''debug'': Detailed debugging information, typically used for troubleshooting and development. It generates a high volume of logs and is not recommended for production environments.

info: general informational messages about normal operations. This level is useful for keeping track of routine activities and operations.

notice: more important events than "info," but not errors. These messages highlight noteworthy occurrences that may be of interest for monitoring and analysis.

warn: Indicates potential issues or situations that could lead to problems if not addressed. It''s a step above "notice" and serves as a warning.

error: Indicates errors in the operation of the server that should be investigated. This level is crucial for identifying and resolving issues affecting the server''s functionality.

crit: critical conditions that require immediate attention. These are severe errors that may impact the overall stability and functionality of the server.

alert: Indicates situations that require immediate action. This level is used for alerts that need prompt attention to prevent further issues.

emerg: The highest level of severity, indicating a system-wide emergency. This level is reserved for the most critical situations, where immediate action is necessary to prevent a complete system failure.

When configuring the error_log directive in NGINX, you can specify the desired severity level. For example:

error_log /var/log/nginx/error.log warn;

This configuration will log warning messages and all higher severity messages (error, crit, alert, emerg) to the specified error log file. Adjust the severity level based on your monitoring and troubleshooting needs.

In NGINX, you can log errors into multiple files by configuring multiple error_log directives with different log file paths and optional severity levels. This allows you to segregate and manage different types of errors in distinct log files for better analysis and troubleshooting. Here''s how you can set up logging errors in multiple files in NGINX:

http {
    # Main error log
    error_log /var/log/nginx/error.log warn;

    # Additional error log with a specific severity level
    error_log /var/log/nginx/critical_errors.log crit;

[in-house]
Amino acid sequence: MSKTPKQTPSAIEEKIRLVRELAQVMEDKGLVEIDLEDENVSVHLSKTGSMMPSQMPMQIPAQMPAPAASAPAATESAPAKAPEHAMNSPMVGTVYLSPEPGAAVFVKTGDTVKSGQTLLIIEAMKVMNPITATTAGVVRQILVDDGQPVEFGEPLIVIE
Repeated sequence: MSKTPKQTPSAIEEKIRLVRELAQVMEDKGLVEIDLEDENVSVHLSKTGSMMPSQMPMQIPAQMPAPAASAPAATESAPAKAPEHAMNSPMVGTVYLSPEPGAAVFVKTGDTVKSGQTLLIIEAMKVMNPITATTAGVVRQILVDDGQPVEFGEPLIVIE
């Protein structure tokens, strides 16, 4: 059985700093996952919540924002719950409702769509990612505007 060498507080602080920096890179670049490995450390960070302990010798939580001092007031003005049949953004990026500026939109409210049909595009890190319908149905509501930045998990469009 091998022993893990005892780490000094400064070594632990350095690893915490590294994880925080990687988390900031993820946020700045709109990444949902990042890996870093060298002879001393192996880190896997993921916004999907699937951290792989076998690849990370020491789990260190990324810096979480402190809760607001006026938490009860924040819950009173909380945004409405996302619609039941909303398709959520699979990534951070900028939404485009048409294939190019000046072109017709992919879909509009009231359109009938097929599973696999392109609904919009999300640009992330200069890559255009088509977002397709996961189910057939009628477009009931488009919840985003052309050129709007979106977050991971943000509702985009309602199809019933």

# Another additional error log with debug level
    error_log /var/log/nginx/debug_errors.log debug;
}

For the configuration above:

  • The first error_log directive logs warnings and higher severity errors to /var/log/nginx/error.log.
  • The second error_log directive logs only critical errors to /var/log/nginx/critical_errors.log.
  • The third error_log directive logs debug-level errors to /var/log/nginx/debug_errors.log.

Restart the nginx service to apply the changes made to the configuration file.

$ sudo systemctl restart nginx

Disabling the error log

In NGINX, you can disable the error log by setting error_log to offor /dev/null:

error_log off;
error_log /dev/null;

Creating Custom Log format

You can create custom log formats to override the default functions of the default log formats.

For the access log, use the log_format directive to customize the format of the entries in the server or the location blocks.

log_format custom ''$remote_addr - $remote_user [$time_local] '' ''"$request" $status $body_bytes_sent '' ''"$http_referer" "$http_user_agent"'';

Here is what each variable in the log_format mean:

$remote_user: information about the user making the request $request: actual request details like path, method, and protocol. $remote_addr: the IP address of the client $status: the response code. $time_local: the server''s date and time. $body_bytes_sent: the size of the response in bytes. $http_user_agent: detailed user agent information. $http_referer: the IP address of the HTTP referrer.

Check out other variables you can use in your custom log format.

Output:

To configure the access log format, set a nickname as the identifier and specify the string representing the details for the log messages.

log_format <nickname> ''<formatting_variables>'';

Create a second parameter to apply to the log file:

access_log /var/log/nginx/access.log custom;

Conclusion

In this article you learnt how to locate, view, and customize the access and error logs, as well as how to use a structured format like JSON for easier analysis.

Nginx access and error logs are very important to system administrators, offering critical insights into a server''s performance and helping them troubleshoot issues efficiently. The access log records details of every HTTP request, allowing administrators to understand user behavior, optimize website performance, and detect potential security threats.

While error logs provide a comprehensive record of server malfunctions, errors, and issues. Important part of error logs offer useful information about the nature and impact of errors, facilitating prompt identification and resolution of issues that may affect server functionality.

Overall logging is a vital tool for monitoring, troubleshooting, and optimizing your web server performance.